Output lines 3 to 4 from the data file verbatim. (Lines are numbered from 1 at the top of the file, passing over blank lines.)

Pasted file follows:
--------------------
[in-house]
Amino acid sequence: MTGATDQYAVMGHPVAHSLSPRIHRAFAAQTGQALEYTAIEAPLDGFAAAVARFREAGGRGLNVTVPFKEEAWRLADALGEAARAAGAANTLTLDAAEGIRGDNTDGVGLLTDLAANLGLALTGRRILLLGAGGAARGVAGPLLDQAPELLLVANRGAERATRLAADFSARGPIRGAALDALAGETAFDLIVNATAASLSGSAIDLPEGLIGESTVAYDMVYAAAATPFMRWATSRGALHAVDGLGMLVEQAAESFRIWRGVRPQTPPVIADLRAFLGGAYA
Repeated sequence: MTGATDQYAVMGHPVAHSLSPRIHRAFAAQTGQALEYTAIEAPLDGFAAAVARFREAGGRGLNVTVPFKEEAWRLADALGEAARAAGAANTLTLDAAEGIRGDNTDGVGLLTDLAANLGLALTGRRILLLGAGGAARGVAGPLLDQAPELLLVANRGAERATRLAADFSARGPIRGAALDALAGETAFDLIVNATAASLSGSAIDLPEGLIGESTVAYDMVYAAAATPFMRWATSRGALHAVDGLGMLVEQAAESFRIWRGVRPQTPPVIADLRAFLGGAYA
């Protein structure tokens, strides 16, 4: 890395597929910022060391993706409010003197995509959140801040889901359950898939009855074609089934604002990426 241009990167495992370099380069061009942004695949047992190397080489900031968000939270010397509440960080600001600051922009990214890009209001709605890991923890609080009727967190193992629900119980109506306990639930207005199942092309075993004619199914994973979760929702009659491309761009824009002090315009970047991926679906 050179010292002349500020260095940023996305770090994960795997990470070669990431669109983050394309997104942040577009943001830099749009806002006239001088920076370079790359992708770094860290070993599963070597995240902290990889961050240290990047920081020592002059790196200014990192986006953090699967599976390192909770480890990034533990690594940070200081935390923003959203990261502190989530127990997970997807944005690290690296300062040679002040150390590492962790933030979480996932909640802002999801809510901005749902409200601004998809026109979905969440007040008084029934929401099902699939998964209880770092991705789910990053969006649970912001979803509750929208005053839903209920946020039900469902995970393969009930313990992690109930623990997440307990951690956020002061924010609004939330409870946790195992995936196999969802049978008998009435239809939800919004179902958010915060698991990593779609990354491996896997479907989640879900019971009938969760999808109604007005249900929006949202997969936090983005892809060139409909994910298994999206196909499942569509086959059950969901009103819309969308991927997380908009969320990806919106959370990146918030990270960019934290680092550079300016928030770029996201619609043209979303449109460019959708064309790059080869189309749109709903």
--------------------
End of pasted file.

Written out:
Repeated sequence: MTGATDQYAVMGHPVAHSLSPRIHRAFAAQTGQALEYTAIEAPLDGFAAAVARFREAGGRGLNVTVPFKEEAWRLADALGEAARAAGAANTLTLDAAEGIRGDNTDGVGLLTDLAANLGLALTGRRILLLGAGGAARGVAGPLLDQAPELLLVANRGAERATRLAADFSARGPIRGAALDALAGETAFDLIVNATAASLSGSAIDLPEGLIGESTVAYDMVYAAAATPFMRWATSRGALHAVDGLGMLVEQAAESFRIWRGVRPQTPPVIADLRAFLGGAYA
């Protein structure tokens, strides 16, 4: 890395597929910022060391993706409010003197995509959140801040889901359950898939009855074609089934604002990426 241009990167495992370099380069061009942004695949047992190397080489900031968000939270010397509440960080600001600051922009990214890009209001709605890991923890609080009727967190193992629900119980109506306990639930207005199942092309075993004619199914994973979760929702009659491309761009824009002090315009970047991926679906 050179010292002349500020260095940023996305770090994960795997990470070669990431669109983050394309997104942040577009943001830099749009806002006239001088920076370079790359992708770094860290070993599963070597995240902290990889961050240290990047920081020592002059790196200014990192986006953090699967599976390192909770480890990034533990690594940070200081935390923003959203990261502190989530127990997970997807944005690290690296300062040679002040150390590492962790933030979480996932909640802002999801809510901005749902409200601004998809026109979905969440007040008084029934929401099902699939998964209880770092991705789910990053969006649970912001979803509750929208005053839903209920946020039900469902995970393969009930313990992690109930623990997440307990951690956020002061924010609004939330409870946790195992995936196999969802049978008998009435239809939800919004179902958010915060698991990593779609990354491996896997479907989640879900019971009938969760999808109604007005249900929006949202997969936090983005892809060139409909994910298994999206196909499942569509086959059950969901009103819309969308991927997380908009969320990806919106959370990146918030990270960019934290680092550079300016928030770029996201619609043209979303449109460019959708064309790059080869189309749109709903």